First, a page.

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Low embodied energy cement containing untreated RHA: A strength development and durability study

Authors
Journal
Construction and Building Materials
0950-0618
Publisher
Elsevier
Volume
49
Identifiers
DOI: 10.1016/j.conbuildmat.2013.08.046
Keywords
  • Rice Husk Ash
  • Supplementary Cementing Materials
  • Durability
  • Strength
  • Fineness
  • Environmental Cost
Disciplines
  • Chemistry
  • Design

Abstract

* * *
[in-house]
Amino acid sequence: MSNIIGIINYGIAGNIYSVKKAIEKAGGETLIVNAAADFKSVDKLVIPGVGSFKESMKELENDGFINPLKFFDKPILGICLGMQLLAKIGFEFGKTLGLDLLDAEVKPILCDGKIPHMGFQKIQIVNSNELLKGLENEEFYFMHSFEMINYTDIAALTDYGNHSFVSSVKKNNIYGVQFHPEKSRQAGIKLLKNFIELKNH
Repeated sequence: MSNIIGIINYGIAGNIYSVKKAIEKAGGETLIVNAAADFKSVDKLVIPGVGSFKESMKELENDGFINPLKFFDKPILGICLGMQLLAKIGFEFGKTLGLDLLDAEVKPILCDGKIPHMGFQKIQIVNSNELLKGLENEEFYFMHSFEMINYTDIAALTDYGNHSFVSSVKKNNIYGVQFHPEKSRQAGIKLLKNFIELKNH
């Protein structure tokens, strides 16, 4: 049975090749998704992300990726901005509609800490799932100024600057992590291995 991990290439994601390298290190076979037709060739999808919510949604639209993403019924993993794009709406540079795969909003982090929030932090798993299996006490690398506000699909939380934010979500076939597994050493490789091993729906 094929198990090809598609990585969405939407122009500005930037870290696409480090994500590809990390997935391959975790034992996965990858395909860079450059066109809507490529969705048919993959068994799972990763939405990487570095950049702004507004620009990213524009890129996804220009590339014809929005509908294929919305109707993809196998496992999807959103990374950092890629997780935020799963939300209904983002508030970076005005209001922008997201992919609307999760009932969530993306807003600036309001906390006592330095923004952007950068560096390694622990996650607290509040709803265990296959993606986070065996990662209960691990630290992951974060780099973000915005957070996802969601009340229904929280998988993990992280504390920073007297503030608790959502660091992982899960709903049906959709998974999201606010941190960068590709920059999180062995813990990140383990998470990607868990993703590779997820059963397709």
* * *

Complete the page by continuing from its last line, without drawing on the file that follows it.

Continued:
Abstract In contrast to common approach – that often involves extensive pre-grinding – the utilization potential of rice husk ash (RHA: by-product of rice industry) as a supplementary cementing material, in its untreated form was examined. This is to meet industry’s increasing awareness for lower embodied energy cement and concrete. Given the availability of current raw materials in cement manufacturing, what is needed is to be able to achieve an optimum approach, between sustainability and durability when designing concrete structures. Under this frame, as-produced RHAs (D50 of approx. 70μm) were examined with respect to their inherent characteristics and their impact on the performance of cement-based mortars. Strength, hydration and durability properties were considered. Untreated RHA exhibits moderate pozzolanicity and a low efficiency factor of approximately 0.5–0.6. Its very high chemical reactivity (active silica ratio of approx. 90%) cannot be exploited since the lack of adequate specific surface slows down its engagement in hydration reactions. Taking into consideration their untreated nature, it can be supported that they exhibit an acceptable strength potential after 28days, complying – even marginally – with the strength class (42.5) of the used cement. Durability results revealed that there is no need to pre-treat RHA in order to achieve equal or even better performance than mortar with plain cement in terms of sorptivity (50% increase for 15% RHA usage) and resistivity. Untreated RHA however fails – as most SCMs do – to improve carbonation resistance since for a 15% cement replacement, carbonation depth was almost doubled. Overall, results indicate that usage of untreated RHA in cement-based systems is an alternative to decrease their carbon profile, as long as cement replacement is kept relatively low (below 15%).

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